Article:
6. feed the wolves while cooking - I sometimes send the kids outside with string cheese or 1/2 a banana each while I'm making dinner so that they aren't hangry little animals once they get to the table because hunger is the gateway drug that leads directly into meltdowntown around here. Kids and parents included!

And that's that. Nothing groundbreaking and this post is kind of silly and pointless but if you have any favorite meals that your kids love or any meal planning pointers (I know some people love emeals) ... I'm all {hungry} eyes!! Thanks in advance!!

25 comments:

  1. My favorite meal prep tool is the crockpot. 5-10 minutes prep in the morning before your day gets hectic and dinner is ready when you are. I wowed my friends with pulled BBQ beef sandwiches - little did they know that I just threw the brisket in the pot with a whole bottle of BBQ sauce for 8 hours and then spent maybe 5 minutes shredding it/letting it fall apart.

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  2. I love those quinoa + rice packets so much! I've been loving Julie's posts on her meal prep too. I typically do a loose plan for the month so I can get all the meat (and freeze!) in one Costco haul and perishables once a week. Then if I'm not feeling whatever is on the menu I can swap it out for other options on my recipe board. Just having something written down helps me from the nightly what are we going to eat drama!

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  3. http://www.skinnytaste.com/crock-pot-maple-dijon-chicken-drumsticks/
    I double this recipe and it is sooooo good and easy. The kids love it too.

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  4. I stood right in front of those brown rice and quinoa packets at Costco this morning and wondered if they were any good -- kicking myself now for not buying them! Next time.

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  5. Something that has made my life easier is going away from all at once freezer meal day. I got burned out quickly on that and also nothing pre-made EVER sounded good.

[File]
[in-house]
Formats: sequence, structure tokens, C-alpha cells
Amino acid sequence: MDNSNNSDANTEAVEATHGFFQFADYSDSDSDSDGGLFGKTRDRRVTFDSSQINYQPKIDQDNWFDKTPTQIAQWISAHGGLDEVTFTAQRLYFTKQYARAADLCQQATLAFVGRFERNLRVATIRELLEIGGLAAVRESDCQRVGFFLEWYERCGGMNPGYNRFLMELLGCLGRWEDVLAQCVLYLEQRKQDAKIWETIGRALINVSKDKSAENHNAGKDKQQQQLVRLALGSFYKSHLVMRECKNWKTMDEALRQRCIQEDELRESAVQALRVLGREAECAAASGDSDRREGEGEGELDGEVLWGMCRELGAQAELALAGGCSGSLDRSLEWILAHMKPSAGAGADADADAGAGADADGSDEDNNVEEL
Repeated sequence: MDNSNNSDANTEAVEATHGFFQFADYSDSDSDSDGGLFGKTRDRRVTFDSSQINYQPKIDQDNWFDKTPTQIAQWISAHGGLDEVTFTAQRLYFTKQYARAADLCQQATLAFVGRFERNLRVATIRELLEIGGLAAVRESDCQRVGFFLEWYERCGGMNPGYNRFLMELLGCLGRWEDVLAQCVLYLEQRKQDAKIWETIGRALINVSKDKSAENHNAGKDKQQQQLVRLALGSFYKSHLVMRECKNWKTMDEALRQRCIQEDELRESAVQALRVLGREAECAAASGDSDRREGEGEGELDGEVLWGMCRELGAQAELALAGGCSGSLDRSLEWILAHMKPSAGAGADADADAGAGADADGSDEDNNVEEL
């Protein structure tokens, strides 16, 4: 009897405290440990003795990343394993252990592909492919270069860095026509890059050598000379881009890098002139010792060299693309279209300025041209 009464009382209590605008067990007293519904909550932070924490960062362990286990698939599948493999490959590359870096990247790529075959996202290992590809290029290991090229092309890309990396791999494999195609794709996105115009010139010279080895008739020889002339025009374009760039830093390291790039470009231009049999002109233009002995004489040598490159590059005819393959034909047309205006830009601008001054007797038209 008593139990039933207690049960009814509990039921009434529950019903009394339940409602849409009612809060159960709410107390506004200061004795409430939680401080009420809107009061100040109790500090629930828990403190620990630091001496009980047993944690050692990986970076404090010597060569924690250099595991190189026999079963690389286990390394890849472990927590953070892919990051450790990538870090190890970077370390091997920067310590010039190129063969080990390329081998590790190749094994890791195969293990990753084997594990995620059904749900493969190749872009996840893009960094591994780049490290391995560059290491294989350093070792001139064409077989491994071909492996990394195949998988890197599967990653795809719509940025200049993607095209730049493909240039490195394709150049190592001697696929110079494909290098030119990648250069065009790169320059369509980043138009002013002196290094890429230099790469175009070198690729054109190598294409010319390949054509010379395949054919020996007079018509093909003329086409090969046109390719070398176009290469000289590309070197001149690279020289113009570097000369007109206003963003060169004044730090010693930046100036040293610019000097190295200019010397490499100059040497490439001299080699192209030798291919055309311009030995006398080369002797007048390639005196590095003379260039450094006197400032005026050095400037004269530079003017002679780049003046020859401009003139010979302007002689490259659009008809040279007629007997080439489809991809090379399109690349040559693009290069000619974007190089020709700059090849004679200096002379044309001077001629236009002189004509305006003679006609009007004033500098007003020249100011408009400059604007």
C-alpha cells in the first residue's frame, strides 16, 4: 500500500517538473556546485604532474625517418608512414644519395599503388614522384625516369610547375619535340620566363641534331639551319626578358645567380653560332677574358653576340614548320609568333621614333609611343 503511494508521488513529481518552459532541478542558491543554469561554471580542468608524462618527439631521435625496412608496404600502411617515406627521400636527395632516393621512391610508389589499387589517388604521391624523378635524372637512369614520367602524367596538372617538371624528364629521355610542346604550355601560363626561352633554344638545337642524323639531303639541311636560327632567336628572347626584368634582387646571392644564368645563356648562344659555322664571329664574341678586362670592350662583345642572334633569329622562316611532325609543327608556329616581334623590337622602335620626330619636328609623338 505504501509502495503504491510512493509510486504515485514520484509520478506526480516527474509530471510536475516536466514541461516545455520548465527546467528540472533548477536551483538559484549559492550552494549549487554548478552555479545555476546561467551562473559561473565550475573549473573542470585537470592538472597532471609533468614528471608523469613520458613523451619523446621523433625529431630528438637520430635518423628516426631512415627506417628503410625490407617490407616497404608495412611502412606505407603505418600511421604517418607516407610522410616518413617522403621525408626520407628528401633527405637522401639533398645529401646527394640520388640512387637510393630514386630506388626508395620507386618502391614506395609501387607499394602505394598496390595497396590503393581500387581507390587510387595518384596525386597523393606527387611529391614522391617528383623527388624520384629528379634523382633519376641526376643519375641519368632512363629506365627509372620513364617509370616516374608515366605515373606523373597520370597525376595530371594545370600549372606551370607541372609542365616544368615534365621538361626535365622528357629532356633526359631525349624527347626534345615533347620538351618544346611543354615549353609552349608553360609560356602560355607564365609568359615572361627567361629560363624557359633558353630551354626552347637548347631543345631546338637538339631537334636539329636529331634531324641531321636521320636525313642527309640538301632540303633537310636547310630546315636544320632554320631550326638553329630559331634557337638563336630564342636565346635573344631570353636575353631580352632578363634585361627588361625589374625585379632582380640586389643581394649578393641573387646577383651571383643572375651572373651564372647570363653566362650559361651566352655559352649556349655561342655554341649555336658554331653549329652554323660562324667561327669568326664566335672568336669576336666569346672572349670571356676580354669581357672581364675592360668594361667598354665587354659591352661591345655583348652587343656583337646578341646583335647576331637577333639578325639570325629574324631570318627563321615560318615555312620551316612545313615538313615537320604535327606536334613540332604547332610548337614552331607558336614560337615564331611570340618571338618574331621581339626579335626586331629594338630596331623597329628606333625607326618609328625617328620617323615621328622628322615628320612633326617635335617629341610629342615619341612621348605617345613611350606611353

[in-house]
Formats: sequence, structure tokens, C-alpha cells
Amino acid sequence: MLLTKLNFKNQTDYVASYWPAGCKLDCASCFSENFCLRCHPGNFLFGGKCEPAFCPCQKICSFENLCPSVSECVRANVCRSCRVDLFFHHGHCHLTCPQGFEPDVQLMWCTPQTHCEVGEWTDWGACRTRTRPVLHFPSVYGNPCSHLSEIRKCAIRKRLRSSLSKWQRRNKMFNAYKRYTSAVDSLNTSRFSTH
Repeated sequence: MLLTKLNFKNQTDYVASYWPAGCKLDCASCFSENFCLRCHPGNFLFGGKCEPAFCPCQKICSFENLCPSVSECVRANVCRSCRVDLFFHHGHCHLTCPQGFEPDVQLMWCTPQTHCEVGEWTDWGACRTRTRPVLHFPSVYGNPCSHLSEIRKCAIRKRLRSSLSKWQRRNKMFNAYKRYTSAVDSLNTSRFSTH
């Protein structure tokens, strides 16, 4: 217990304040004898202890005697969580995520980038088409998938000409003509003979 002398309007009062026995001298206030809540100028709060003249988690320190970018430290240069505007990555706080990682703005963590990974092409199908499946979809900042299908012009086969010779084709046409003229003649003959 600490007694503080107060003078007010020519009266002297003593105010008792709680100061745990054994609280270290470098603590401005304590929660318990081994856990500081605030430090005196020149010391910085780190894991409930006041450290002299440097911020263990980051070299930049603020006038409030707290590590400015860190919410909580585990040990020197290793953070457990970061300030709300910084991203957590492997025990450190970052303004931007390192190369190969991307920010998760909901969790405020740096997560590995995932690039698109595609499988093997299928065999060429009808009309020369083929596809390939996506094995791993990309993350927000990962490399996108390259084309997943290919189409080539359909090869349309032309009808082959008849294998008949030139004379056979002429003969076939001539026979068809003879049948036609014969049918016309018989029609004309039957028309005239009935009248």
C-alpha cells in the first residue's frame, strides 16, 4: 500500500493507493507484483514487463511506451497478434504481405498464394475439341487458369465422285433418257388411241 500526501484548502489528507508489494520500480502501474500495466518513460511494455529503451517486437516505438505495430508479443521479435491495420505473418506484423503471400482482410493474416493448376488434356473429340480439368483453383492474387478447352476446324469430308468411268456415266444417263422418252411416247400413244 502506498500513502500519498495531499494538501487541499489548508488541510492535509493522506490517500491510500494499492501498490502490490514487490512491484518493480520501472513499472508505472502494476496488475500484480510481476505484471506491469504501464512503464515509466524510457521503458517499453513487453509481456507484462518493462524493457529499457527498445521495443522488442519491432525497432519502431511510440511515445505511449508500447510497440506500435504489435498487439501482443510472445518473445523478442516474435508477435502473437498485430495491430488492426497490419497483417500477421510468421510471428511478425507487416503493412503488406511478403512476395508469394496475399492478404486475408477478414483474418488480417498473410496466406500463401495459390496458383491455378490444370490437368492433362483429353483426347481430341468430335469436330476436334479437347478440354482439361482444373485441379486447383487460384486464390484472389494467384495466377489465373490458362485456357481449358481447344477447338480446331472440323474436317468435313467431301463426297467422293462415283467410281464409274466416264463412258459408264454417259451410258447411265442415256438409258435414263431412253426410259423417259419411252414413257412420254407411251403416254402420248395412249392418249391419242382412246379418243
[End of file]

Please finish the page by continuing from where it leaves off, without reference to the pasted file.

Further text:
Now, once a month I brown a bunch of beef and turkey and freeze it (plain) in serving size ziplocks. I like this because it thaws instantly (almost) and you can season it however you want. (Add to sauce for spaghetti, season for tacos, do a Chinese inspired lettuce wrap etc. It also saves meat because you aren't forced to put an entire pound into a recipe. You can break it in half. I also do the same with chicken breasts and rice. My favorite rice method is baking it in the oven. Pinterest has lots of recipes--but basically it's pour boiling water over it, cover it, and bake for an hour. Then I freeze a cup or two per bag and it's ready all the time.

    I also follow this method with anything that looks like it might be on it's way out. (Green peppers, carrots, celery) and then they're prepped and ready to be tossed into a crock pot or added to a pizza or soup.

    I like that the 'daunting' parts of the meals are already done---but that I'm not stuck with a bunch of meals I might not be in the mood for.

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    1. Brilliant! I keep thinking I should be more of a freezer meals person, but I'm just not. I do, however, pat myself on the back every time I remember I have frozen taco meat.